“How many days left until May 13th?” “114 days.” During the first night while I was in Madrid, I googled that question over and over, hoping for a different answer. Wishing for the number to go down. That first night was one of the loneliest nights I had felt in a while and the only thing that I could find solace in was seeing the end date. Amidst the travel planning, organizing of classes, and figuring out housing placements, I was not prepared for how lonely I would be during the first week.
For anyone who is reading this and is starting to get concerned about studying abroad, please don’t be. My first-week experience was very different from many others and, even now, I am feeling tremendously better as I begin adapting to the city and start diving into the program. With that being said, my first-week in Madrid was difficult to say the least. Even though I consider myself an introvert, I came in with the expectation that it would be a great opportunity to meet more people and learn about myself while exploring a new city. While that was/is true, it turned out to be more difficult than I thought.
During orientation, I walked up to at least 15 different people, repeating the robotic introduction of “Hi! I’m Jacob! What’s your name?” While I was meeting different people, it seemed like I wasn’t really clicking with anyone. There were certainly people that I enjoyed talking to, and I even tried to join a small group of people. The problem was that they all went to the same school and weren’t interested in meeting new people. It felt like I was a freshman again, awkwardly introducing myself again and again. It was, for better or worse, a restart.
On the first day, I noticed that a lot of people already had established friend groups while I was recuperating from my flight that landed not even 8 hours ago. It felt too closed off: like I was too late. Thankfully, I did find a bunch of people who I definitely felt closer to than others, and I even exchanged numbers with some of them. Nevertheless, I didn’t expect the beginning to be so isolating.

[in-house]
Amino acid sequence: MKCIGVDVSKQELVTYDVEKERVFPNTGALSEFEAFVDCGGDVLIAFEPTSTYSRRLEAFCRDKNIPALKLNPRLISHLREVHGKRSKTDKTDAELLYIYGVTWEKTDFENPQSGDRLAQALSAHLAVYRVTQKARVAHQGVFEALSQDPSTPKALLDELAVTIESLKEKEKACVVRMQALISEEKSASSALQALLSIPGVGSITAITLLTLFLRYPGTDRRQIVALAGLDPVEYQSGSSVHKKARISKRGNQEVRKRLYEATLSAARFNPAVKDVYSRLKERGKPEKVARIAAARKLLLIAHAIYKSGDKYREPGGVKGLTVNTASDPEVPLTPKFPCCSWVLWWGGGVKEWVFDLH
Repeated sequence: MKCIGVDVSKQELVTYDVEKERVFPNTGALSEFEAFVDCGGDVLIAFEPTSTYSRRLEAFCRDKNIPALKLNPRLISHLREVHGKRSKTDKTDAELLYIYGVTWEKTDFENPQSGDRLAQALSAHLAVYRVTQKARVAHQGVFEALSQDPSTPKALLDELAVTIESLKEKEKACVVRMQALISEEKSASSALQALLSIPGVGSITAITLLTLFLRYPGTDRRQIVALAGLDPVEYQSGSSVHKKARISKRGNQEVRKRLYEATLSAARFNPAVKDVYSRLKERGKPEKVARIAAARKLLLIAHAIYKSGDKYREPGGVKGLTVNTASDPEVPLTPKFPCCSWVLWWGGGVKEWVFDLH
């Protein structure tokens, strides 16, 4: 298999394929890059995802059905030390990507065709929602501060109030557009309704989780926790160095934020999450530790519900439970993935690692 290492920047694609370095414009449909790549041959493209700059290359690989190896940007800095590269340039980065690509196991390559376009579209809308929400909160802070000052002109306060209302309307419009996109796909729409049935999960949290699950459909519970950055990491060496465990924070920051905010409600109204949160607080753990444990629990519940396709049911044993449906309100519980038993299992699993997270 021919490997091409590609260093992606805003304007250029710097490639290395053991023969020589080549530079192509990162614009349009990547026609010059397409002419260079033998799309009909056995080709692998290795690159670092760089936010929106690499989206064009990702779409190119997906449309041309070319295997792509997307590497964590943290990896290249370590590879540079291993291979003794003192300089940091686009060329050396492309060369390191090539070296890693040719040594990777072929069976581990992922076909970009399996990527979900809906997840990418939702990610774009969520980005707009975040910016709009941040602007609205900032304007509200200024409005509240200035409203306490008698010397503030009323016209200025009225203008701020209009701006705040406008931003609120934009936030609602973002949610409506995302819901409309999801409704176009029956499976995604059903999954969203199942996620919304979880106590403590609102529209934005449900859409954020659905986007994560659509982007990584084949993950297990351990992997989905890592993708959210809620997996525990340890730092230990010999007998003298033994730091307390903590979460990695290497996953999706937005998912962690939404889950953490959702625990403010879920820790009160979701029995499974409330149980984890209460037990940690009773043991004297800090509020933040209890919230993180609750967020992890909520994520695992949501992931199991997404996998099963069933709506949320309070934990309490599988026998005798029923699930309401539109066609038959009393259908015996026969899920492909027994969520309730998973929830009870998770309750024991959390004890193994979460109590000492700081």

As the week went on, I noticed a similar pattern. Many people were establishing friend groups while I was drifting between different people. As the days went on, I kept thinking more and more, “Is it too late for me to make friends? Am I going to be in Madrid alone?” The good news was, things got better. Although I wasn’t prepared for the isolation, I found ways to combat it.
My biggest tip for anyone who is starting a study abroad program and is having a similar experience: reach out to as many people as possible. For my fellow introverts with social anxiety, I don’t love that tip either. However, I will say that the hardest step is the first step. I kept reminding myself of 2 things: most people on a study abroad program are willing to make new friends, and, if it all goes poorly, I won’t have to see them again in 4 months. Eventually, I found a bunch of people with similar interests and people who were willing to explore the new city together.
For anyone who has gotten this far and is thinking, “Is it worth it to take that leap of faith?,” I can promise you that you will find your way. I won’t lie and say everyone will be your friend right away, but I can promise that you will learn a lot about yourself. Remember that the beginning is only one part of the journey :)
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My name is Jacob and I am a current junior at Haverford College. I love all things related to learning about different cultures whether it be food, language, customs, etc. In my free time, you can typically find me playing video games, listening to music, or just spending time with friends!